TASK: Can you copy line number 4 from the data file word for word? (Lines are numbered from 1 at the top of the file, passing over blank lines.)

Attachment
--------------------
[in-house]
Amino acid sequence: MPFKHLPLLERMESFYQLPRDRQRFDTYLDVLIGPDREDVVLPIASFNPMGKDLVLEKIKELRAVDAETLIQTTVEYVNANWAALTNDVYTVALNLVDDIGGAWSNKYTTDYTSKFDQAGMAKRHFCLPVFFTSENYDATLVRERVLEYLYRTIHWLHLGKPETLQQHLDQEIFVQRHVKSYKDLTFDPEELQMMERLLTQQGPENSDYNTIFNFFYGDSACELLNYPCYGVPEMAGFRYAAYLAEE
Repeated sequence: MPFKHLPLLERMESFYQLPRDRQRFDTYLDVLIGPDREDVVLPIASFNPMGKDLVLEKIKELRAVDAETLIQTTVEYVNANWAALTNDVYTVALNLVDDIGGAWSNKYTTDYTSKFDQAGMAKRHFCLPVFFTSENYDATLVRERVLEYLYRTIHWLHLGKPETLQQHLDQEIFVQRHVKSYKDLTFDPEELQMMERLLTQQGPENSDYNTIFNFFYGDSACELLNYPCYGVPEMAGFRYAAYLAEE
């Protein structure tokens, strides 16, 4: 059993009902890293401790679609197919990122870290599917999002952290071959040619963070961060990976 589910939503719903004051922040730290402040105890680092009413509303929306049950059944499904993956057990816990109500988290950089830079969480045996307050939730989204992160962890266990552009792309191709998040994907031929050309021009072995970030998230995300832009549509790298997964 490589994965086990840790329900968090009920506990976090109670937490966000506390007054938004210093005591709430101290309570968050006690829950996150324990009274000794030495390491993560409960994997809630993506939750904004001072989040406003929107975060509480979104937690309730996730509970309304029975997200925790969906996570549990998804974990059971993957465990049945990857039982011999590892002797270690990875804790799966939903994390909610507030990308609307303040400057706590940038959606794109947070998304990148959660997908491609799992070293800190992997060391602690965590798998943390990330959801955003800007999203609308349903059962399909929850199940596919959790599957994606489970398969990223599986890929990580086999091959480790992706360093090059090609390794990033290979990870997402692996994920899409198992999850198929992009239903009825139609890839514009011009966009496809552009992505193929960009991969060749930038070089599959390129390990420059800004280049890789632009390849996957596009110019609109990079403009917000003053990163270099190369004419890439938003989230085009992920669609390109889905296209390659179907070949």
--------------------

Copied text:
């Protein structure tokens, strides 16, 4: 059993009902890293401790679609197919990122870290599917999002952290071959040619963070961060990976 589910939503719903004051922040730290402040105890680092009413509303929306049950059944499904993956057990816990109500988290950089830079969480045996307050939730989204992160962890266990552009792309191709998040994907031929050309021009072995970030998230995300832009549509790298997964 490589994965086990840790329900968090009920506990976090109670937490966000506390007054938004210093005591709430101290309570968050006690829950996150324990009274000794030495390491993560409960994997809630993506939750904004001072989040406003929107975060509480979104937690309730996730509970309304029975997200925790969906996570549990998804974990059971993957465990049945990857039982011999590892002797270690990875804790799966939903994390909610507030990308609307303040400057706590940038959606794109947070998304990148959660997908491609799992070293800190992997060391602690965590798998943390990330959801955003800007999203609308349903059962399909929850199940596919959790599957994606489970398969990223599986890929990580086999091959480790992706360093090059090609390794990033290979990870997402692996994920899409198992999850198929992009239903009825139609890839514009011009966009496809552009992505193929960009991969060749930038070089599959390129390990420059800004280049890789632009390849996957596009110019609109990079403009917000003053990163270099190369004419890439938003989230085009992920669609390109889905296209390659179907070949």